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Doom: The Politics of Catastrophe by Niall Ferguson

Doom seeks to understand why humanity, time and again through the ages, has failed to prepare for catastrophes, whether natural or man-made. 

Early on, Ferguson asserts that this exploration necessarily involves “the history of economics, society, culture and politics” so as to enable us to learn from the past how we can “construct social and political structures that are at least resilient and at best anti fragile”.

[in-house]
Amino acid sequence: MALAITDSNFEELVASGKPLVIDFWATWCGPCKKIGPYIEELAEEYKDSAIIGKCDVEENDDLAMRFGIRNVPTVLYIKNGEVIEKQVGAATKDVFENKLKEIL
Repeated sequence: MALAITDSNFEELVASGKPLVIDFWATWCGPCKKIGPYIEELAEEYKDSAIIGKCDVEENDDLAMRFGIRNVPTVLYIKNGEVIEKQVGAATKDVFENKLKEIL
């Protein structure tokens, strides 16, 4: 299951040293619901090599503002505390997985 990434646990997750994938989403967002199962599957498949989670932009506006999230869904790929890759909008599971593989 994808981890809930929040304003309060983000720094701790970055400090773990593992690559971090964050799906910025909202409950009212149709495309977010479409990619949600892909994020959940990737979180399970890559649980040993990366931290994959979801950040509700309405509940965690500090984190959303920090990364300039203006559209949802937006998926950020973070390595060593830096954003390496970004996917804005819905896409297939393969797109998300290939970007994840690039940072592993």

The vulnerability inherent in our networked world is discussed by Ferguson with an expertise that puts much contemporary comment on Covid to shame.

Douglas Alexander, a senior fellow at Harvard University’s Kennedy School of Government and a former UK cabinet minister, FT 29 April 2021



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